They said it
“It is critical for firms like Ares to have proper policies and procedures in place to address … risks and prevent the misuse of information”
Braced for the worst
The good news? Law firm Proskauer has shone a light on private credit defaults with the launch of a new index. One up for greater transparency.
The quarterly index will track default rates of senior secured and unitranche loans across 576 active exposures in the US worth approximately $95 billion.
Proskauer says the increased importance of private debt as a source of funding for companies means the index will be critical. The bad news? With the coronavirus crisis expected to lead to a spike in defaults across all types of debt, the index may provide an unsettling insight into the toll covid-19 is taking on businesses and investors.
Even at the end of Q1, when the crisis was only simmering, the index revealed a high overall default rate of 5.9 percent – compared with a historical average of around 2.0 percent. With the crisis boiling over through April and May, the Q2 index may be grim reading indeed.
Saying yes to distress
Opportunity often knocks quickly in a dislocated market, when the distinction between the “haves” and the “have-nots” becomes painfully clear. Apollo Global Management, a PE and credit behemoth, proved that in spades when it recently raised $1.75 billion for a distressed credit fund in just two months. Time was of the essence: the firm had called 75 percent of the predecessor fund’s capital in just seven business days in March as high-yield spreads doubled.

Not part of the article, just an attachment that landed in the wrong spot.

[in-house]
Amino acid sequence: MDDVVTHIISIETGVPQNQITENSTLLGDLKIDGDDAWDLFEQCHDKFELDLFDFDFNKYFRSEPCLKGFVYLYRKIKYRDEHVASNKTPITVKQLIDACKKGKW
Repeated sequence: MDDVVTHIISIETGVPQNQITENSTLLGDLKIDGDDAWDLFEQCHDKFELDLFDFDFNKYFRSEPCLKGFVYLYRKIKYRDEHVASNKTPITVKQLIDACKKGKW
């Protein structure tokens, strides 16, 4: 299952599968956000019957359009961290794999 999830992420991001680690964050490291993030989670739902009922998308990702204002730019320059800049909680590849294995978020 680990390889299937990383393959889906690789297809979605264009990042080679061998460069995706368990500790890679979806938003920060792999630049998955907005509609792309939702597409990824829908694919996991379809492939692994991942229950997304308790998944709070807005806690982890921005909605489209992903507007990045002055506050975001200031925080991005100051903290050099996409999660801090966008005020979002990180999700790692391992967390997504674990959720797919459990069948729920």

Investcorp’s Italian job
Italy’s non-performing loan mountain had not been seriously chipped away following the global financial crisis and is now set to grow even higher thanks to covid-19. Investcorp has just closed its second fund focused on Italian NPLs on €340 million. It seems timely. “There are compelling opportunities to acquire attractive loans at significant discounts,” says Investcorp portfolio strategist, Elena Ranguelova.
No pain, no gains. Distressed debt is where it’s at, and the chart below from Oxane Partners, which canvassed investor opinion, shows the trend clearly. To see Oxane’s full report on private markets and covid-19, click here.
The latest dislocation fund arrives via a $4 billion whopper from KKR. It may be the biggest but it wasn’t first on the scene. See details of these existing raises from AlbaCore, Arena Investors and Pemberton.
The latest convert to private debt
Banks have seen a steady flow of professionals disappear to private debt since the GFC. The latest is Associated Bank’s Marc Pressler, who heads to Monroe Credit Advisors – an advisory arm of Chicago’s Monroe Capital – to focus on originating mid-market debt and lease transactions.
Institution: Alaska Permanent Fund
Headquarters: Juneau, United States
Allocation to alternatives: 27.92%
Alaska Permanent Fund has approved $250 million of private credit commitments. It is making a $200 million commitment to Kayne Anderson Real Estate Opportunistic Debt and a $50 million commitment to HIG WhiteHorse Direct Lending Fund – 2020, according to its May board meeting packet. The $62.62 billion sovereign wealth fund has a 2.8 percent target allocation to private debt that currently stands at 2.3 percent.
Last year we named Alaska senior portfolio manager Jared Brimberry among our inaugural list of 30 rising stars. Read the profile here.
Correction: the original version of this note incorrectly identified the settlement between Ares Management and the SEC as being $1 billion. The correct amount is $1 million, as above.